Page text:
The FOMC met on September 19th and 20th to discuss the state of the economy and determine the future of monetary policy. At the meeting, committee members reiterated the need to return inflation to 2% while promoting maximum employment, and they voted to keep the Fed funds rate steady for now. They also released updated projections for the future of the economy and interest rates.
Factors That Influenced the Interest Rate Decision
FOMC members voted to keep the Fed funds rate at a target range of 5.25 – 5.50%. In the statement announcing this decision, the committee noted three factors that contributed to their decision – economic growth, a strong labor market, and elevated inflation.
Economic expansion is typically measured by the change in Gross Domestic Product [GDP]. The most recent estimate from the Bureau of Economic Analysis shows that Real GDP rose by an annualized rate of 2.0% in the first quarter and 2.1% in the second quarter. These figures were roughly in line with the historical average, suggesting that the economy is expanding at a moderate pace.
Strong Labor Market
The FOMC noted that hiring has recently slowed, but the unemployment rate remains low. The latest information from the Bureau of Labor Statistics showed the unemployment rate at 3.8% in August – only 0.1 percentage points higher than one year ago. Additionally, the U.S. added 187,000 jobs for the month. While this figure is impressive, it is far below the 12-month average of 271,000 new jobs per month.
Inflation remains a top priority for the Fed. While the inflation rate has moderated from the highs seen last summer, prices continue to rise more quickly than the Fed’s target of 2%. The Bureau of Economic Analysis reported that PCE inflation – the Fed’s preferred gauge – rose by 3.3% from July 2022 to July 2023.
The FOMC also noted that tighter credit conditions are likely to continue weighing on these three factors in the coming months. Tighter credit is the expected result of past rate increases coupled with turmoil in the banking sector. As these effects unfold, the Fed will continue to monitor the economy, labor market, and inflation to inform future interest rate decisions.
Fed Releases Updated Economic Outlook
In addition to their interest rate decision, FOMC members delivered updated economic projections. These estimates are released four times per year, with the most recent projections published in June.
Significant Updates to 2023 Projections
The latest economic projections released by the FOMC show a more positive outlook for the remainder of 2023. The forecast for Real GDP growth rose to 2.1% – more than double the June projection of 1.0%. Additionally, projected unemployment was lowered to 3.8% from the prior estimate of 4.1%.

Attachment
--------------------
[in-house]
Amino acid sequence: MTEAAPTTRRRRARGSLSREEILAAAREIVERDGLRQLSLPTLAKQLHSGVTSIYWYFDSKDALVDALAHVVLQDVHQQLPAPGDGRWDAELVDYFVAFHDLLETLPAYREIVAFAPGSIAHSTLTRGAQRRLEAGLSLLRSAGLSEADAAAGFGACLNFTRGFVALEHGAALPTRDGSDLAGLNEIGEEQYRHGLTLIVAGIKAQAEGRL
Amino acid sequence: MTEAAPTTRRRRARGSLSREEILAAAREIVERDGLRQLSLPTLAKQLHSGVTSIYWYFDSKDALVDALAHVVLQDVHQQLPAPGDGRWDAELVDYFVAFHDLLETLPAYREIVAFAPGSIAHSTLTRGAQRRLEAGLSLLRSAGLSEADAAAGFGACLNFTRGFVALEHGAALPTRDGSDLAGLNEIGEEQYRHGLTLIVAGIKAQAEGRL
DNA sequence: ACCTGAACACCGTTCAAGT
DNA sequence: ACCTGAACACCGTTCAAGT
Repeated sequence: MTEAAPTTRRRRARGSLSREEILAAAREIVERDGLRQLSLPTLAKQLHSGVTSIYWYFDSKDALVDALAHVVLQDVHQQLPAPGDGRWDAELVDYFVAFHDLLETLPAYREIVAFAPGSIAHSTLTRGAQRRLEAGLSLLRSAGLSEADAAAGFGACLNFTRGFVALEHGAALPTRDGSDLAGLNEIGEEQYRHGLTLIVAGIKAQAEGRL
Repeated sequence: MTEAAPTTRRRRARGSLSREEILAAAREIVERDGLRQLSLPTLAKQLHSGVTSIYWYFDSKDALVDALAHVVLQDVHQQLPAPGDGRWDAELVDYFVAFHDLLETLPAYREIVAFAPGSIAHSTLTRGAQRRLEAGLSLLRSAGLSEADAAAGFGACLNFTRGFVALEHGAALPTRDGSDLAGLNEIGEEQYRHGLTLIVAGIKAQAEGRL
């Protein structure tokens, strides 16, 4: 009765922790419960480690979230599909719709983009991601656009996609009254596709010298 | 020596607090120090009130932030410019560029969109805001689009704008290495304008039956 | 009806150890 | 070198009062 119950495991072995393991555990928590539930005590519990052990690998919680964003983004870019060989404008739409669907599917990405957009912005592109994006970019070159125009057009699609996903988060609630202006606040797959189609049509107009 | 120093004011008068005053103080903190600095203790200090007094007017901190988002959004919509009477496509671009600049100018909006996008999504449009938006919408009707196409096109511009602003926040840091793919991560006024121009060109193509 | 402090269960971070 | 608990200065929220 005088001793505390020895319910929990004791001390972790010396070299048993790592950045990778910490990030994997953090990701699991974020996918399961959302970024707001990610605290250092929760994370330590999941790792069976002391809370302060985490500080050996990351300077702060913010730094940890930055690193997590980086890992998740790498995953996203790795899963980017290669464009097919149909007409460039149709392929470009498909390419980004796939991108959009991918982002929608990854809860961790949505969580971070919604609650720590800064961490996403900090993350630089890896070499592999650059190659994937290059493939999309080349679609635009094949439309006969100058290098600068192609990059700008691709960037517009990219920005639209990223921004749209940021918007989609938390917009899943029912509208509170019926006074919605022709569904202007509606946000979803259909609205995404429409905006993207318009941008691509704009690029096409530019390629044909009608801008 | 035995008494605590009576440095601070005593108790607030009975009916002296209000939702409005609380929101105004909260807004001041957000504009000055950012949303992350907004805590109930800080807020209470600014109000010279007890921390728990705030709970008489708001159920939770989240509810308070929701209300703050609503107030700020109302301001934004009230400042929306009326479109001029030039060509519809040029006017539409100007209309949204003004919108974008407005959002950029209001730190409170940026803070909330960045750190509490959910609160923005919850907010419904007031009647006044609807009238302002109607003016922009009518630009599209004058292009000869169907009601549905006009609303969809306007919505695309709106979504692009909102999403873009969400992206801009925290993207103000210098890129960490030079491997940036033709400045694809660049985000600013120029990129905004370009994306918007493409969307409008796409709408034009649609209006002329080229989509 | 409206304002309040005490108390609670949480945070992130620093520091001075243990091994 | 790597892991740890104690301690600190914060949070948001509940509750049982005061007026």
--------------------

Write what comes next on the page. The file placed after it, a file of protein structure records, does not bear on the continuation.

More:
While the economic outlook was improved in the latest forecast, expectations for inflation and interest rates were mostly flat. The FOMC raised their inflation projection to 3.3% from the prior forecast of 3.2%, while their end-of-year Fed funds rate estimate was unchanged at 5.6%. Given the current Fed funds rate, this projection equates to one additional interest rate hike at some point this year. The chart below summarizes the changes to the FOMC’s economic projections for 2023.
Return to Targets Over the Next 3 Years
According to the latest projections, economic conditions are expected to slightly deteriorate in 2024 before returning to long-term targets set by the FOMC. Inflation, unemployment, and Real GDP growth are projected to normalize by 2026. The FOMC also expects the Fed funds rate to fall below 3% in 2026 before returning to the Fed’s target in the long run.
The chart below summarizes the Fed’s economic and monetary policy outlook.
How Economic Projections Are Expected to Impact Interest Rates
If the economy follows the latest projections, the Fed expects one additional rate increase in 2023 and elevated interest rates for the next several years. However, markets are more optimistic about the short-term path of interest rates. A majority of futures traders predict that the FOMC will hold the Fed funds rate steady at both the November and December meetings.
As Fed Chair Jerome Powell noted in his press conference, the current level of interest rates has been restrictive – putting downward pressure on the economy, labor market, and inflation. Chair Powell also noted that “the full effects of [the FOMC’s] tightening have yet to be felt.” He went on to say that the Fed would continue to monitor the cumulative effects of past interest rate increases as well as incoming economic data before determining next steps.
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